And as we sing this hymn of appeal, a family you, come. Husband, take your wife by the hand, and both of you come. Do you have children? Bring them with you. "Pastor, this is my wife and these are our children, all of us are coming tonight." They may be so small they do not quite understand what it is to feel the burden of sin. But they will know what it is when you bring them, and kneel by them and commit your life and home to God. A family you, come; a couple you, come. One somebody you, come. As God shall press the appeal to your heart, come, come. Do it now, as you are sitting where you are, "I make that decision now, pastor." Then when you stand up in a moment, stand up, coming. Into that aisle and down to the front, down one of these stairwells on either side, and to the pastor, "Pastor, I give you my hand. I have given my heart in trust to God." On the first note of the first stanza, do it, and God bless you and angels attend you in the way, while we stand and while we sing.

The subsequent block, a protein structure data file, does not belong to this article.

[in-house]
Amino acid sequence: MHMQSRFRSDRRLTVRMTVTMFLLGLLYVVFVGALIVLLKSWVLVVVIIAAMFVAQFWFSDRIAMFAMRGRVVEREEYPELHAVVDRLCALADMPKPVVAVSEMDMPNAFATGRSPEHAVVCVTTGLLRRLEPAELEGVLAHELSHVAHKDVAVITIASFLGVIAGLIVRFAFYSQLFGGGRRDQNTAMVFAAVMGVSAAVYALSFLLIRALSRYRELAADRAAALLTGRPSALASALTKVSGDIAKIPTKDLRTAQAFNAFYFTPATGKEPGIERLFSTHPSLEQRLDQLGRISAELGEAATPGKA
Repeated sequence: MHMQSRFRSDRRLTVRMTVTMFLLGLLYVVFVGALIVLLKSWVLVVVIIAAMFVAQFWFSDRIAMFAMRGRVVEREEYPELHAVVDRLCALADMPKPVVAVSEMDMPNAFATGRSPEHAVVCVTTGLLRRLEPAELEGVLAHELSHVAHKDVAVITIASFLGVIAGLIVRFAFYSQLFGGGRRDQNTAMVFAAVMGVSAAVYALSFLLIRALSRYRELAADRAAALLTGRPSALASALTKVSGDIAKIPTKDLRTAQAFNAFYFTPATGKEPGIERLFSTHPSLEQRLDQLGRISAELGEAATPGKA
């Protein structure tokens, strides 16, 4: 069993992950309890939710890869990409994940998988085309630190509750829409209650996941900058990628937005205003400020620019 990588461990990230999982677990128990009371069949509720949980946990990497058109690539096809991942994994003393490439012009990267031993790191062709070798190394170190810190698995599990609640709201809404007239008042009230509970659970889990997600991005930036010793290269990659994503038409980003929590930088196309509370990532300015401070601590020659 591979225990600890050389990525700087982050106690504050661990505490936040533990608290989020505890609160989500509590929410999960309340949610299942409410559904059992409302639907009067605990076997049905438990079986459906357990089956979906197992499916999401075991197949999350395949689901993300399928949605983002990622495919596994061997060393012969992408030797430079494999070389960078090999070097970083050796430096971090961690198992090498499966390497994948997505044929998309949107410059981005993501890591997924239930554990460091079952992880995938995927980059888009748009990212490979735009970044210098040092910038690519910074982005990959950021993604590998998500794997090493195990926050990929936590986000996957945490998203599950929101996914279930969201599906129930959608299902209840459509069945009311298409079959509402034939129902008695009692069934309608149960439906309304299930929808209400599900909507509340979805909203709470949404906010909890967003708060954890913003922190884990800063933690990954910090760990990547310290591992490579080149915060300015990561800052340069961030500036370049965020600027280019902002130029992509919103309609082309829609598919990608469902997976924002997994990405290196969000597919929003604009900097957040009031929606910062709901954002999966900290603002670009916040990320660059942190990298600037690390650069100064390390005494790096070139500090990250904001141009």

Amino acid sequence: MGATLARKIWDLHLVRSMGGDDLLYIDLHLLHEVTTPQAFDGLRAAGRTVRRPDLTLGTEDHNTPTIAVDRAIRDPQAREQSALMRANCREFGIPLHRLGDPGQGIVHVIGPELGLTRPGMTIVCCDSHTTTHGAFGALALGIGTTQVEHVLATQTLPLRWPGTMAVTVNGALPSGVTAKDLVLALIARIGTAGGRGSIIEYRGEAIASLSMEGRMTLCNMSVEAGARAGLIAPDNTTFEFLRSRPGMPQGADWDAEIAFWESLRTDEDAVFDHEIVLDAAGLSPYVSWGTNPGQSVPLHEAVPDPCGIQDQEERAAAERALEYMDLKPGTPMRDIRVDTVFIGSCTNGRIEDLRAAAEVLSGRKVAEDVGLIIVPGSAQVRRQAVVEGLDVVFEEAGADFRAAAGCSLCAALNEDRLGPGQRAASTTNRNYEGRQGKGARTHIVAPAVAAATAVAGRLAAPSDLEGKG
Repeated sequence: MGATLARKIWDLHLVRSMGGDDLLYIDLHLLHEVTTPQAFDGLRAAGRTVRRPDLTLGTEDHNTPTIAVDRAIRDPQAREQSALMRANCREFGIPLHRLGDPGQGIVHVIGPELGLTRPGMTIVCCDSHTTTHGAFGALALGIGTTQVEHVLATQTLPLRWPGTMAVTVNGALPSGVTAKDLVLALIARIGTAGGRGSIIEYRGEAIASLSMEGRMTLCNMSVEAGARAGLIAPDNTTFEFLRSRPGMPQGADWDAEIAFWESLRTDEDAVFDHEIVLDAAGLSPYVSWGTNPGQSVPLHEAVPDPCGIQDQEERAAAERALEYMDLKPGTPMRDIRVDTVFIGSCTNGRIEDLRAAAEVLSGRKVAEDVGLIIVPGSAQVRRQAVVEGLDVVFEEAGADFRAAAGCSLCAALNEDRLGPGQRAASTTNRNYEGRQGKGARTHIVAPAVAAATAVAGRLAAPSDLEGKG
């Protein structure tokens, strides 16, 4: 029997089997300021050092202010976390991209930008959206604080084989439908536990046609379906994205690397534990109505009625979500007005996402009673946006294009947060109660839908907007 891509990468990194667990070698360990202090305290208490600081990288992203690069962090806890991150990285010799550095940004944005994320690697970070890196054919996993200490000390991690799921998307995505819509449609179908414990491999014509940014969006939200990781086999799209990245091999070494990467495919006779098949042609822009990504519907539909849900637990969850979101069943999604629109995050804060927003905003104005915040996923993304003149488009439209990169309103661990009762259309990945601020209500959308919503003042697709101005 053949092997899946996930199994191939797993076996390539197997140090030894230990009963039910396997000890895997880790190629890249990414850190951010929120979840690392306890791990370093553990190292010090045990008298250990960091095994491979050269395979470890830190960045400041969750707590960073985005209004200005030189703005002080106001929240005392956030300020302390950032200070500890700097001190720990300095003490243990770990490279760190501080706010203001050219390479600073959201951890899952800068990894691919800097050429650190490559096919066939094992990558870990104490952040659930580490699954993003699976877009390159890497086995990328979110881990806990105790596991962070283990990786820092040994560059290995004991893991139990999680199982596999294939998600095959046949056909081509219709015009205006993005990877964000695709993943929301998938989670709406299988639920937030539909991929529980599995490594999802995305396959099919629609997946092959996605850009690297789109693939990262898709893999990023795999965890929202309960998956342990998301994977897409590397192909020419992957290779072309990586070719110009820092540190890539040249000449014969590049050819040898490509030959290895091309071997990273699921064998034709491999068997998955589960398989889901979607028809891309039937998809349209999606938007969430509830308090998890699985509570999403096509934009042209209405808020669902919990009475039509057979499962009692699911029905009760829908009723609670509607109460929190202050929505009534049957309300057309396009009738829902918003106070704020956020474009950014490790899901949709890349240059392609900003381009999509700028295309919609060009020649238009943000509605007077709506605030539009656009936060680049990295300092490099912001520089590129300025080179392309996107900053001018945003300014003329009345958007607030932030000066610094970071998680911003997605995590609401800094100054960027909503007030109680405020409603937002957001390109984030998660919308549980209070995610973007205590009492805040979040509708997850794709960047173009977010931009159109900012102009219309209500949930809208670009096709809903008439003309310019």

SHALL I DO WITH JESUS?
I. What shall I do with Jesus which is
called Christ? (Matthew 27:22)
A. With His words? (John 3:18, 36, 6:46, 7:46, 11:25-26,14:16, Luke 13:3,
1 John 5:12)
B. With His life?(Matthew 9:33, Luke 19:10)
His death? (Mark 15:39, Matthew 26:28, 27:54,
His resurrection? (Revelation 1:10-18, John
II. Five evasions of Pilate
what somebody else does – Herod (Luke 23:4-7, 11)
B. Compromising(Luke 23:13-16, Isaiah 64:6)
C. Reasoning(Luke 23:14, 20-23, Matthew 27:17, John 18:30-31, 38,
D. Substitution –
Barabbas(Matthew 27:17-21, John 18:38-40)
E. Washed his hands –
refused to give an answer(Matthew 27:24)
III. We cannot escape the decision
A. Accept or reject Him
B. We cannot wash our
hands of Him